Lymphedema is a chronic, progressive disease caused either by congenital lymphatic malformation or secondary destruction to the lymphatic channels. Oncologic treatment is the main cause of secondary lymphedema and it often results in extremity pain, swelling, infections, restrictions in range of motion, and aesthetic disturbances, leading to a decrease in patients’ quality of life (1).
Currently, there is no curative treatment for lymphedema. Combination use of manual lymph drainage, compression, exercise, and skin care called complete decongestive therapy (CDT) are recommended. However, for those who do not respond to these therapies, surgical interventions are indicated. Lymphovenous anastomosis (LVA) improves lymphedema by linking lymphatic collecting vessels (LCVs) with vein. Vascularized lymph node transfer (VLNT) involves transferring lymph nodes into the affected limb to restore the drainage function (2,3). In either case, a delicate imaging of the lymphatic system can avoid large incision and intraoperative time-consuming lymphatic vessel dissection. Lymphoscintigraphy used to be the gold standard in evaluating lymphedema and mapping lymphatic systems, but due to the downside of radiation, invasive operation and complication, other modalities are gaining attention and improving the preoperative planning of lymphatic surgeries (4).
We searched the database PubMed and Embase with phrases “lymphovenous anastomosis” “lymphovenous bypass” “LVA”, “lymph node transfer” and “LNT”. Then we reviewed articles within the last 20 years with the topic of “imaging” and “mapping” and nailed the four most commonly reported imaging methods. After that, we scrutinized articles related to the four methods using words “magnetic resonance lymphangiography” “MRL” “indocyanine green” “lymphangiography” “ICG” “ultrasound” “SPECT” and “single photon emission computed tomography computed tomography”. For each method, anything we considered as clinical important or innovating is included in this paper.
Indocyanine green (ICG) lymphography
Since the first use of ICG lymphography by Unno et al. (5,6) for preoperative planning of lyphatico-venous anastomosis, the simplicity, sensitivity, and accuracy has made it a widely used modality in lymphatic imaging (7). Identification of LCVs is essential for a successful LVA. Generally, ICG-enhanced LCVs were considered as functional and ideal for LVA (8-11). This method operates in the near-infrared region (NIR). ICG is injected preoperatively or intraoperatively, and lymphatic systems can be presented with a good spatial resolution of images (12). However, ICG injection location, depth can affect the outcome. The idea of lymphosome may explain why only lymphatic vessels originating from the injection areas can be imaged (13), superficial lymphatic vessels divide the skin into certain lymphatic territories, in which each vessel drains its own part and does not cross in human. The actual number of “functional” LCVs should take those non-ICG enhanced, but flow-positive ones into consideration (14). Preoperatively ICG-negative lymphatics can also be large and high-flow (15,16). Multi-lymphosome injection may also aid in detecting a greater number of LCVs (17).
For postoperative accessing, ICG lymphography can be used to evaluate the effects of LVA (18,19). Patterns were identified in the patent anastomosis areas. However, for areas that are thick more than 2 cm like the lower extremity, the limitation of penetration depth made it hard to observe certain dermal backflow when evaluating lymphatic patency rate (20,21). This disadvantage might not be significant in LVA planning for the lymphatic system that was used usually within the depth <2 cm. Researches on ICG performance in NIR-II (1,000–1,700 nm) showed that compared with NIR-I window (700–900 nm), it enables superior image quality and increase of image depth (22,23). Indicating a potential clinical broaden use of ICG under future NIR-II hardware.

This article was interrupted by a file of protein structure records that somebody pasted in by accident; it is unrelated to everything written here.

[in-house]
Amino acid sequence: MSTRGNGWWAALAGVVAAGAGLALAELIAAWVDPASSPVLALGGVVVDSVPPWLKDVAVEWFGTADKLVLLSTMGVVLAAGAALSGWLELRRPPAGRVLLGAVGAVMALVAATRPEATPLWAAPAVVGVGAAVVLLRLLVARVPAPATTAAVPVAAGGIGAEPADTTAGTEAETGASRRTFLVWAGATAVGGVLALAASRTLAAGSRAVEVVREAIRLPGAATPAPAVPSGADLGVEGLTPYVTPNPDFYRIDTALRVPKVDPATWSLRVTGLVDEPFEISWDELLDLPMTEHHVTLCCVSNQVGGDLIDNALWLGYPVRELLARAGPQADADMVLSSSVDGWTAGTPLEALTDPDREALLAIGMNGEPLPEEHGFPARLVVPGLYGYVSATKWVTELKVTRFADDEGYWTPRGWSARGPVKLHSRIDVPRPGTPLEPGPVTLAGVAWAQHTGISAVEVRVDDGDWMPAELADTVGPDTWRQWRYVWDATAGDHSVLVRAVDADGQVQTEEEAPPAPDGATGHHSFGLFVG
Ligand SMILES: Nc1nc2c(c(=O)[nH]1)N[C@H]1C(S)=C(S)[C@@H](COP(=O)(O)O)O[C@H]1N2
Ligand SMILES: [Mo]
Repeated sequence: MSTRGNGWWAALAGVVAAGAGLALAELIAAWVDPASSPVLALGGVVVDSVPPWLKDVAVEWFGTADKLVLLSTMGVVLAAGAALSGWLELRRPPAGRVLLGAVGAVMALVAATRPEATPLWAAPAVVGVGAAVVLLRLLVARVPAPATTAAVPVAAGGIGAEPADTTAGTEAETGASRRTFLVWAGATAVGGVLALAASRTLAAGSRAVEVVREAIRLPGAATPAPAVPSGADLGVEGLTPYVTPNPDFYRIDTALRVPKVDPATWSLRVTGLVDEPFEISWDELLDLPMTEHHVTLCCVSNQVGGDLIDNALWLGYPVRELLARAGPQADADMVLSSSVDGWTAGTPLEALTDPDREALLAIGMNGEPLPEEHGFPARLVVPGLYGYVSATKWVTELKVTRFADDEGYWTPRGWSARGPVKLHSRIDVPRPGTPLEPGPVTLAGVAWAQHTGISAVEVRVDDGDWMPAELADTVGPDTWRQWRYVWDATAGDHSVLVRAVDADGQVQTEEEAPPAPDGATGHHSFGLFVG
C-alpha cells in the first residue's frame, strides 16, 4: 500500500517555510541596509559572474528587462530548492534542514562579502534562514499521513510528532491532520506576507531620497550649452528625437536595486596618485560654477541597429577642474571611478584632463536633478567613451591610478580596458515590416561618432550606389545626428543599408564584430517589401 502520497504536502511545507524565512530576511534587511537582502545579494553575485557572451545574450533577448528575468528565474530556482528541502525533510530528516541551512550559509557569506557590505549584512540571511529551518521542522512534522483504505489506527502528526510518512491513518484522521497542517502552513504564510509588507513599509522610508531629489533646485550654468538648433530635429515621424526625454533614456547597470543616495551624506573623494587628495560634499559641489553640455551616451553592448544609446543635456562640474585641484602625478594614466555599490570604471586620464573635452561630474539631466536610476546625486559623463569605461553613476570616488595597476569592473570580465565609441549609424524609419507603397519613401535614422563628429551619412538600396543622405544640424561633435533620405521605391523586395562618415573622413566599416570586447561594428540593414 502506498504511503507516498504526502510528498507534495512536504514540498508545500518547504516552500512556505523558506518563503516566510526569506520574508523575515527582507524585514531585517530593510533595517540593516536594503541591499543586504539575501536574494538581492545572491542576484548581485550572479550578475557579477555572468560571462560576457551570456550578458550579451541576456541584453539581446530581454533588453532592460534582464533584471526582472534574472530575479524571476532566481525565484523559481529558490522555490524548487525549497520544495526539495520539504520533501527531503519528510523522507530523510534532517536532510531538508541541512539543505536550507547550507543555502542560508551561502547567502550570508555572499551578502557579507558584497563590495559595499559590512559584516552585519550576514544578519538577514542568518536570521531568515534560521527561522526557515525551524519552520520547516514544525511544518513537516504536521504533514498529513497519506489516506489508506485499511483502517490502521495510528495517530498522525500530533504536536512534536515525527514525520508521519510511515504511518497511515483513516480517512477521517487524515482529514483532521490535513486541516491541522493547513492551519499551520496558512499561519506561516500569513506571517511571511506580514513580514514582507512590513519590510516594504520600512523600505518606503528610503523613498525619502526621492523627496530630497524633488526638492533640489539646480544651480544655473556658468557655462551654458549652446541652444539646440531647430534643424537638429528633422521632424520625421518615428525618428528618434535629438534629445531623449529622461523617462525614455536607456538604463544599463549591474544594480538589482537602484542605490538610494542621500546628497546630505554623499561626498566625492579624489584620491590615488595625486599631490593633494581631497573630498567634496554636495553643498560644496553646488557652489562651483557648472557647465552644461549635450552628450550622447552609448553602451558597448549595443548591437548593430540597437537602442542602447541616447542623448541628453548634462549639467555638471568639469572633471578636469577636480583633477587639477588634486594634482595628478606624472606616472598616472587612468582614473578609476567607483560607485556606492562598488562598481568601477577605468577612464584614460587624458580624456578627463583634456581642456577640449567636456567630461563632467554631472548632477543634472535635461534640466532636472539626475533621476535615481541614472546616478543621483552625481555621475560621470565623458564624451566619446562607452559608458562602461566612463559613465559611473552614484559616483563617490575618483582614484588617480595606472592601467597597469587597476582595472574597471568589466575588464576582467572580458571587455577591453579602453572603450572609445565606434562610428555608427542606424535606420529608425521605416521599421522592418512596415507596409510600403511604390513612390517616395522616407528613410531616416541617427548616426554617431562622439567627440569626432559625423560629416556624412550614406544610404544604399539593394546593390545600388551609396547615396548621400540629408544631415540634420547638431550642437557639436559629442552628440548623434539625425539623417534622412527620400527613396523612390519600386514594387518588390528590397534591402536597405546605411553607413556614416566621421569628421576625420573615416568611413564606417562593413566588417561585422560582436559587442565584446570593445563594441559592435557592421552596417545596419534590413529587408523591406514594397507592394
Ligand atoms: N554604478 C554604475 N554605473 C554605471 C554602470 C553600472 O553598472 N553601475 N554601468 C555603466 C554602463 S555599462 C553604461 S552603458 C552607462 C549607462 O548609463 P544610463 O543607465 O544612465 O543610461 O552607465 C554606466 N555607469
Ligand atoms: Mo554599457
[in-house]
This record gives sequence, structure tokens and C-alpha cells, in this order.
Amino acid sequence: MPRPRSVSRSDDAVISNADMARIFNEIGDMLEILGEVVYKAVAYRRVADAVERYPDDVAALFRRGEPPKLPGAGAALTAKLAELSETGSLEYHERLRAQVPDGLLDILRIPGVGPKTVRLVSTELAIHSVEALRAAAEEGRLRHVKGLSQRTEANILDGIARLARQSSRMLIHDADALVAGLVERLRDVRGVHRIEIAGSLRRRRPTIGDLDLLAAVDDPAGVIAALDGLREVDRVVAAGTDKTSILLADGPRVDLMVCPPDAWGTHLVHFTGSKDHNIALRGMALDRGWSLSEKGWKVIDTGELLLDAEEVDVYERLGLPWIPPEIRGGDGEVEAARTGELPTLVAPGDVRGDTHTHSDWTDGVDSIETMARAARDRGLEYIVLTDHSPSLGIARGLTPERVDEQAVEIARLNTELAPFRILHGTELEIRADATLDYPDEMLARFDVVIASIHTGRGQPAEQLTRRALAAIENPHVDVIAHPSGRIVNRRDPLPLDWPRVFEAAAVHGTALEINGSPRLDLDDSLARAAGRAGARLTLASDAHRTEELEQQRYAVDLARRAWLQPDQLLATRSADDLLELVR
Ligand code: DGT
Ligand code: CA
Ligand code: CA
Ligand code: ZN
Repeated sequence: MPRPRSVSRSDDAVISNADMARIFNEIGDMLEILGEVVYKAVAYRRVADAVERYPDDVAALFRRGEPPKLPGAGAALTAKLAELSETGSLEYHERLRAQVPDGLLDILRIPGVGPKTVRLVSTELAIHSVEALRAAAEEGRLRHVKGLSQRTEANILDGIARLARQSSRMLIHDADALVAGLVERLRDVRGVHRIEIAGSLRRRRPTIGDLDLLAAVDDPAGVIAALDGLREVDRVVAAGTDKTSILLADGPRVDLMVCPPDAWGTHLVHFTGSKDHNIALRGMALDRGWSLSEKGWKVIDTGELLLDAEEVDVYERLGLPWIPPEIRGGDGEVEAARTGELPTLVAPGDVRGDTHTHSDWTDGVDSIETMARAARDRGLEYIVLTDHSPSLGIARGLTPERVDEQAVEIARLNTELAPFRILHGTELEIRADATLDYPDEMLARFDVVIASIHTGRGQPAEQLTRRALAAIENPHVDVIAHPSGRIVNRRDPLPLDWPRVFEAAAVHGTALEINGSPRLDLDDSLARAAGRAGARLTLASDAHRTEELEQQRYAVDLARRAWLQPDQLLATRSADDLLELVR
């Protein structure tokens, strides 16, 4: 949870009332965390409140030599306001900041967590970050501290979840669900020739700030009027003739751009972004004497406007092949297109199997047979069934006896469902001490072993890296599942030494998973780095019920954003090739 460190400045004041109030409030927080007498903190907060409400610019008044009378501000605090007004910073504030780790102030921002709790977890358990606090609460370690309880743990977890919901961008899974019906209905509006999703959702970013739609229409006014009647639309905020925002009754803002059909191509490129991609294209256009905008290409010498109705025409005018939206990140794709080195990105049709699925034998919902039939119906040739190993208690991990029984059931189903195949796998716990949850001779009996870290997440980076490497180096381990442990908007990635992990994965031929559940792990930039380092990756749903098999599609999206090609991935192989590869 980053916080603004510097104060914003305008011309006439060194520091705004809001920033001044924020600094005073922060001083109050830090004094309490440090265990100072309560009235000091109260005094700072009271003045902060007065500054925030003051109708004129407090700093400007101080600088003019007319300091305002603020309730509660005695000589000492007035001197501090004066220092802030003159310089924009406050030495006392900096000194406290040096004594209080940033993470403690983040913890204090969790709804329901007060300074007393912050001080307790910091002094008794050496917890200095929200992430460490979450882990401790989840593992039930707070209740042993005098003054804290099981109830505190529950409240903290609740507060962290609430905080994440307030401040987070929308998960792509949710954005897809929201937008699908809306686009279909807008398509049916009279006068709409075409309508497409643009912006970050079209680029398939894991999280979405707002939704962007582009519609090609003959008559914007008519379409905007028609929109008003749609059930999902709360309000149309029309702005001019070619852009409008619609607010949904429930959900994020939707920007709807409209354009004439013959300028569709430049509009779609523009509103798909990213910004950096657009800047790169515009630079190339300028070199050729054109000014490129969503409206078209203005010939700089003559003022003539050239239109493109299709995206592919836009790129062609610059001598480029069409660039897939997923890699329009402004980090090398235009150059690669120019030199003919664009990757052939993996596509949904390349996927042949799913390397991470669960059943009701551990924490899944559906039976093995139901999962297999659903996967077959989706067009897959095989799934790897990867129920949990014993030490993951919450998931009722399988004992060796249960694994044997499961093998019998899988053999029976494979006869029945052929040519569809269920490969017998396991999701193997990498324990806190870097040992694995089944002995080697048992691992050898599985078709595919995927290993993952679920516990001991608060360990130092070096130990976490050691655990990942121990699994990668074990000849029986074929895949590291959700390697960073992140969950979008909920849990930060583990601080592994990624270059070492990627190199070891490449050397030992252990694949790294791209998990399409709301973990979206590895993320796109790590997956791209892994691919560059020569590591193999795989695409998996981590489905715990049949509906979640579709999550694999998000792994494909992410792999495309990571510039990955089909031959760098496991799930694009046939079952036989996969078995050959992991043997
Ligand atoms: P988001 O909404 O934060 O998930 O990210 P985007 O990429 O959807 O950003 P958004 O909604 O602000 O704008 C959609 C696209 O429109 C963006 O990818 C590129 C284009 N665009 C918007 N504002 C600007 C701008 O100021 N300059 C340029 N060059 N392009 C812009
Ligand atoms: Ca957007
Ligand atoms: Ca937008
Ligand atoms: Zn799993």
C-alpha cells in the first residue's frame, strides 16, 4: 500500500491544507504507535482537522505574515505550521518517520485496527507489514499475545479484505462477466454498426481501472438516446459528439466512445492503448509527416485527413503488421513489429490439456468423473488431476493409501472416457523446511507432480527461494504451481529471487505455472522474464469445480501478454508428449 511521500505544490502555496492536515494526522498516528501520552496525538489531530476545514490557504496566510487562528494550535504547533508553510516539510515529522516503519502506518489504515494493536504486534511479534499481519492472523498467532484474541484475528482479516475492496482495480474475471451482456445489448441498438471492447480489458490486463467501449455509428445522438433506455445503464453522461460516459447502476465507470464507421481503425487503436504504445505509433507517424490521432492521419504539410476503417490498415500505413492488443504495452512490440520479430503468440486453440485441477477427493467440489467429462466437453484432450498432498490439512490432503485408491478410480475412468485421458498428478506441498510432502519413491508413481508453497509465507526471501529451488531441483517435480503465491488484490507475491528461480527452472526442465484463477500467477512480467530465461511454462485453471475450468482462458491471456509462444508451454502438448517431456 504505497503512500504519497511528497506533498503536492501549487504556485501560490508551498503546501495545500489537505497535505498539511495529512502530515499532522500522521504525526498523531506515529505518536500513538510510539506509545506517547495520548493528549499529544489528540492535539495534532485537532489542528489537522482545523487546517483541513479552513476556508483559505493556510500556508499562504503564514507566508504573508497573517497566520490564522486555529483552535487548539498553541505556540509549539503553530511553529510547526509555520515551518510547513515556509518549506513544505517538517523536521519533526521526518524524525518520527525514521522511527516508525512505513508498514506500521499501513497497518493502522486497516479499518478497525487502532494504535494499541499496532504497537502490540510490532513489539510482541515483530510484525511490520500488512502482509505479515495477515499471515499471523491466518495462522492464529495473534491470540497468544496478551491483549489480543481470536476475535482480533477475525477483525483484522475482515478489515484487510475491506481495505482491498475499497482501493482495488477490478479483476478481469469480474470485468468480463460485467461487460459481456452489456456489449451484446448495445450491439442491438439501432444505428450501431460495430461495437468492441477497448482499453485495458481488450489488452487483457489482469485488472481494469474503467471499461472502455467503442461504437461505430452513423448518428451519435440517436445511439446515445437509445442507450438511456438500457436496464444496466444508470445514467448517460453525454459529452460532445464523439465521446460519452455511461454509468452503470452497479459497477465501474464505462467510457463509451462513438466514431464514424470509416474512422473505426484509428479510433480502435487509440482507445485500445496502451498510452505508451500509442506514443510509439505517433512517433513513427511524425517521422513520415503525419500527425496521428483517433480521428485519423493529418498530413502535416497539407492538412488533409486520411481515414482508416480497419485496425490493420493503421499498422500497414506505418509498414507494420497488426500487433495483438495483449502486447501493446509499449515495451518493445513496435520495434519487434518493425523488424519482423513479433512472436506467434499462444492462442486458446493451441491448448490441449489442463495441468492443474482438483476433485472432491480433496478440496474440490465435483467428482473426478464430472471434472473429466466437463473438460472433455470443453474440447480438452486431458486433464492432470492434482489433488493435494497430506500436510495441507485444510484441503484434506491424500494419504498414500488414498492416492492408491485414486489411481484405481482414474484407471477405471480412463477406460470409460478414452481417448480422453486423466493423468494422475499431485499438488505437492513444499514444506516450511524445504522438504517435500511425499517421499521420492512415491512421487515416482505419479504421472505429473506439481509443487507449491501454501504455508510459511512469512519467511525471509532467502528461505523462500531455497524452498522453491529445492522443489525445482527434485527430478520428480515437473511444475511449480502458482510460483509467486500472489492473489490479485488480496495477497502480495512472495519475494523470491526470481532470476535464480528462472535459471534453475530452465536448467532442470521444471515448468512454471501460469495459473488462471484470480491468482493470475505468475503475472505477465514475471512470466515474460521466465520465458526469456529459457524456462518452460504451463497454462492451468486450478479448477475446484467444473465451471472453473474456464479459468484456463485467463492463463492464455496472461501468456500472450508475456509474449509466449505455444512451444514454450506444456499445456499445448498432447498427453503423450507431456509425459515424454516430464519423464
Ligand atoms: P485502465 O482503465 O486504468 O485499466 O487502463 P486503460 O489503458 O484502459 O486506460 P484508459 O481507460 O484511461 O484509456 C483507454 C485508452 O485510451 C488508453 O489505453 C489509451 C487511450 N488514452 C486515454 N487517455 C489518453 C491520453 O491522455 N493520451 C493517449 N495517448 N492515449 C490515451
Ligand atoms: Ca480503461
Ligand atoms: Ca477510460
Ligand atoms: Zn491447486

Recent booming computer techniques also provided new aspects in the utility of ICG. Giacalone et al. reported a case with lymphatic malformation treated with preoperative virtual reality planning (24). Brebant et al. presented an augmented reality intraoperative ICG lymphography navigated LVA (25). These techniques provided surgeons with more intuitive information for preoperative and intraoperative mapping.
In patients with severe lymphedema, lymph node transfer (LNT) was reported to have better relief of symptoms for it reconstructed the damaged or missing lymphatic tissue. ICG was reported to be used in the recipient site for vessel evaluations, vessel patency and perfusion of the transplant (2,26,27). It should be noticed that LNT may result in donor site lymphedema and this could be detected and evaluated by ICG lymphography (28). To reduce the rate of this complication, ICG or Technetium were injected for reverse lymphatic mapping, regarding to reduce the risk of harvesting a draining lymph node (29).
Compared with ICG lymphography, ultrasound can detect lymphatic flow in deeper layers which ICG cannot reach, even in regions with stardust or diffuse pattern which would conceal lymphatic vessels in ICG lymphography. Ultrasound device is relatively more commonly used than ICG. These make ultrasound a valuable substitute for ICG lymphography and it has been used in examining lymphedema for years. Three typical ultrasound findings in extremities lymphedema includes increased skin thickness, increased subcutaneous tissue thickness and increased subcutaneous echogenicity (30). Healthy lymphatic vessels showed homogeneous, hypoechoic and specular images under ultrasound, as the develop of lymphatic vessel sclerosis, they would present various shape (31). Hayashi et al. compared ICG lymphography with ultrasound in lower legs LVA and found that ultrasound had a higher detecting rate in identifying lateral side lymphatic vessels, and provide a better distinguish from the surrounding tissues (32). Nevertheless small caliber lymphatic vessels may be hard to distinguish from blood vessels, the use of color doppler mode and tracing origin can help understand the situation (33). In evaluating LNT donor sites, the application in the groin flap showed satisfactory outcome, but the lack of differentiating functional lymph nodes requires the use of other modalities (34).
Same as all other ultrasound implication scenarios, image quality greatly depends on the operators’ skill and experience. Besides, the accessing process could be time-consuming. Especially in case with massive fluid retention, suggesting a need of decongestive therapy under this circumstance (35). Another difficulty in the use of ultrasound is the caliber of small lymphatic vessel. It is relatively easy to detect dilated lymphatic vessels that are greater than 0.5 mm, but difficult to identify a normal collecting lymphatic vessel that is approximately 0.2 mm, thus the combining use of ICG lymphography (36) and magnetic resonance lymphography (MRL) would to be more accurate (36,37).